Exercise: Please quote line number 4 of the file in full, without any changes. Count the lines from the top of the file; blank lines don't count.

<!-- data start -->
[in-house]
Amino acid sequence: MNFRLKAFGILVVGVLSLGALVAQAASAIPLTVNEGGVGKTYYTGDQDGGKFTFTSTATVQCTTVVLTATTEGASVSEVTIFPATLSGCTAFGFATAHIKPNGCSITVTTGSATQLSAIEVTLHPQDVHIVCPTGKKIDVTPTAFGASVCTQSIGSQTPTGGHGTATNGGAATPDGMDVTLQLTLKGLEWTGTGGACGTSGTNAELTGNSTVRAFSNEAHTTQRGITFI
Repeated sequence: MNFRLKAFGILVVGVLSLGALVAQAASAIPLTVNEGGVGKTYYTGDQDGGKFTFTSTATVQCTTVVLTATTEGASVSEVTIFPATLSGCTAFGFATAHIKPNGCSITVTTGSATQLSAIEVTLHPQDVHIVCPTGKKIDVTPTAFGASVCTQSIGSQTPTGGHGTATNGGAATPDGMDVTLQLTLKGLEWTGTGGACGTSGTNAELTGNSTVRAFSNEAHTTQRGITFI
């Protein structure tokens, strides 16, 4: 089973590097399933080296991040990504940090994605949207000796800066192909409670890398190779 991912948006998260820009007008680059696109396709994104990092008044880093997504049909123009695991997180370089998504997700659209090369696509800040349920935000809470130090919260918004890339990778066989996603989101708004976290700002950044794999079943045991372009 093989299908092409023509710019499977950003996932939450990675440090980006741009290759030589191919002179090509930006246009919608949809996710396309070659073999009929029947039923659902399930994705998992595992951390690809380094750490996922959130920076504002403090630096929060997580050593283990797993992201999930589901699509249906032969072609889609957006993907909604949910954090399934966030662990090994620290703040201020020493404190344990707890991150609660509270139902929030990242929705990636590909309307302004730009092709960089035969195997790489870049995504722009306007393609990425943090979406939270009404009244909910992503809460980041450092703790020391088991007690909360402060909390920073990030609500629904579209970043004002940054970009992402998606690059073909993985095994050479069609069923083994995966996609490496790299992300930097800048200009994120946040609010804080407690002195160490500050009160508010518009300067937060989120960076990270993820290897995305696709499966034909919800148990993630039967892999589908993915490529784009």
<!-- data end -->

């Protein structure tokens, strides 16, 4: 089973590097399933080296991040990504940090994605949207000796800066192909409670890398190779 991912948006998260820009007008680059696109396709994104990092008044880093997504049909123009695991997180370089998504997700659209090369696509800040349920935000809470130090919260918004890339990778066989996603989101708004976290700002950044794999079943045991372009 093989299908092409023509710019499977950003996932939450990675440090980006741009290759030589191919002179090509930006246009919608949809996710396309070659073999009929029947039923659902399930994705998992595992951390690809380094750490996922959130920076504002403090630096929060997580050593283990797993992201999930589901699509249906032969072609889609957006993907909604949910954090399934966030662990090994620290703040201020020493404190344990707890991150609660509270139902929030990242929705990636590909309307302004730009092709960089035969195997790489870049995504722009306007393609990425943090979406939270009404009244909910992503809460980041450092703790020391088991007690909360402060909390920073990030609500629904579209970043004002940054970009992402998606690059073909993985095994050479069609069923083994995966996609490496790299992300930097800048200009994120946040609010804080407690002195160490500050009160508010518009300067937060989120960076990270993820290897995305696709499966034909919800148990993630039967892999589908993915490529784009």